I’m doing some writing workshops this year just like I did last year and I wanted to explore something that can be as simple or as complex as the audience is ready for. I wanted something that would be relevant to Grade 1 students all the way to adults.
So, I decided that this year, I would tackle some of the questions regarding character motivation.
As you might imagine, what motivates characters (as with living, breathing people) is as varied as the population of our imaginations. I also didn’t think a workshop titled Character Motivations was all that interesting. What I settled for was Good Villains and Bad Heroes.
I thought it might be fun to blog about my thought processes on the subject in case any of you wanted to weigh in on the topic too. So here we are. 🙂
I think where I want to begin is with the recognition that history is written by the victorious. You can use that if you like. I didn’t come up with it. 😉
That is a pretty broad statement. Some history, like what happened yesterday at lunch time out on the playground won’t likely make its way into history books (unless that is when we made First Contact), but it will play a role in the lives of the people who lived it.
Maybe there was a fight between to kids. The winner of the fight, in this case, was not a bully. She just happened to get the upper hand. The other kids rallied around her after the fight and the loser was left alone to lick his wounds.
Who is the hero and who is the villain here? Without any further context, one might be inclined to award the title of “hero” to the winner of the fight. Villain might be a bit strong for the loser, but for the sake of argument, we will give the loser of the fight that name.
But is the Villain bad in this case? That depends on what you provide for a back story and what happens next. If the boy is so humiliated that he starts vandalizing things and bullying weaker kids, then one could argue that he is bad. But what if the fight happened because the girl had his dog and wouldn’t give it back? What then?
I think of the movie MegaMind whenever I consider this whole idea. MegaMind, the title character is the funny blue kid who eventually turns to a life of crime. He turns to crime largely because he is ridiculed and marginalized his entire life. The handsome, popular kid, who happens to have super-abilities, also picks on him. That same popular kid grows up to be the city’s defender.
No wonder MegaMind goes bad.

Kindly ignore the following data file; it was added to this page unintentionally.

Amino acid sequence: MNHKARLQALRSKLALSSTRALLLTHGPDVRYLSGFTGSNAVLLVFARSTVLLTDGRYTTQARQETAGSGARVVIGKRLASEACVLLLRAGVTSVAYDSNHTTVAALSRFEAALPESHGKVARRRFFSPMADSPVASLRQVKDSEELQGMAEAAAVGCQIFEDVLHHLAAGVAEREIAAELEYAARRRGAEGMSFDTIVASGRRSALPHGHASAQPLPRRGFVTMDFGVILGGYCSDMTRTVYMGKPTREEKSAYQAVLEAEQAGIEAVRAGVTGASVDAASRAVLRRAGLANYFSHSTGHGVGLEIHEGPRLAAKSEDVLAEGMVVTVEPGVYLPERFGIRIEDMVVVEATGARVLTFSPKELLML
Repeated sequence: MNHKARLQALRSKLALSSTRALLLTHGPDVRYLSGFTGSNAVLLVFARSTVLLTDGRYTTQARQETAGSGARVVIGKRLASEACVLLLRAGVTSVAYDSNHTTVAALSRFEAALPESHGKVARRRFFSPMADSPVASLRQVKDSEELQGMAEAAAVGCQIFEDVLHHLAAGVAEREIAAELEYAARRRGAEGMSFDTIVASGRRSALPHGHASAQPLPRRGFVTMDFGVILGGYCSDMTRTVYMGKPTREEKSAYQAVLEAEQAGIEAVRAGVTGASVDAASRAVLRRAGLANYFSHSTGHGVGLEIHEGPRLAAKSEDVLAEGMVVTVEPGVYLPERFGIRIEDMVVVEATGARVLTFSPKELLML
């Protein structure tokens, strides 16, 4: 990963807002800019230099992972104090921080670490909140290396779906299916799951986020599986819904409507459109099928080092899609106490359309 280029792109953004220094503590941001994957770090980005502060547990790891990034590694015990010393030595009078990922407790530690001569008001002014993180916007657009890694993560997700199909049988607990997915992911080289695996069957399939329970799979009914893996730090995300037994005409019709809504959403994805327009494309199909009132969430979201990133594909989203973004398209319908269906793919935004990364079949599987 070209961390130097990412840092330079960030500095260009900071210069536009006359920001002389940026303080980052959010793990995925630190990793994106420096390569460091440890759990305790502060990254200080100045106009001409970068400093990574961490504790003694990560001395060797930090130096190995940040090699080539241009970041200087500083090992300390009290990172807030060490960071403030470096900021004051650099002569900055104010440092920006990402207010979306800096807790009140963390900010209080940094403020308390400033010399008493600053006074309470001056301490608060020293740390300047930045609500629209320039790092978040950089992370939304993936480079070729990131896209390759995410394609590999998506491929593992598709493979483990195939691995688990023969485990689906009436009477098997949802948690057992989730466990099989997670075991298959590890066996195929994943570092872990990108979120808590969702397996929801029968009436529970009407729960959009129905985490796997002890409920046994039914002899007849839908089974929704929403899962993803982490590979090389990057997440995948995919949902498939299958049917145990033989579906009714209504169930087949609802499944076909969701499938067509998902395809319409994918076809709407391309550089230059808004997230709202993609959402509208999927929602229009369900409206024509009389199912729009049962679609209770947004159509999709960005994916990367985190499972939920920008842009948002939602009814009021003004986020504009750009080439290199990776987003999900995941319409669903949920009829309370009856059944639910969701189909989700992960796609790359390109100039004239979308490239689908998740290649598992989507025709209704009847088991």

Spoiler alert here if you haven’t watched the movie – MegaMind goes straight and eventually becomes the big hero. It was in him all along but, due to circumstances, it took him a long while to get there.
So, I will ask the question again: Are Villains Bad? Certainly in some cases, but I’ve always found inherent evil as a very boring motivation for villains. If you want interesting characters in general, you need to make their raison d’etre to be interesting too.
A fantastic example of this come from the television show, Breaking Bad. The main character, a chemistry teacher, is diagnosed with terminal lung cancel. He wants to provide for his family and knows he won’t be around long so he has to make some quick money. His solution? Cook up and sell crystal meth.
Is he a bad guy?
Certainly not at the beginning, but as the show goes on, he does some absolutely horrific things. And it all started because he was told he was dying and wanted to ensure his family would be taken care of.
The motivation certain speaks to the heroic, but the methods go down a very dark road indeed. Is he the villain? Yes, in an anti-hero sort of way. Is he bad? He does a lot of bad things. You be the judge.
One last example: Genghis Khan.
History paints him as one of the most bloodthirsty warlords ever. He built a vast empire. He was both revered and hated. He is the forefather of literally millions of people.
Was he bad? Was he good? Was he a hero or a villain? The answers to these questions completely depends on your point-of-view.
So, does my post answer the question of Are Villains Bad? I hope not. Because not every villain is the same. Not every person is the same. Who and what your villain becomes should be entirely dependent on the story.
Just don’t make your villains boring.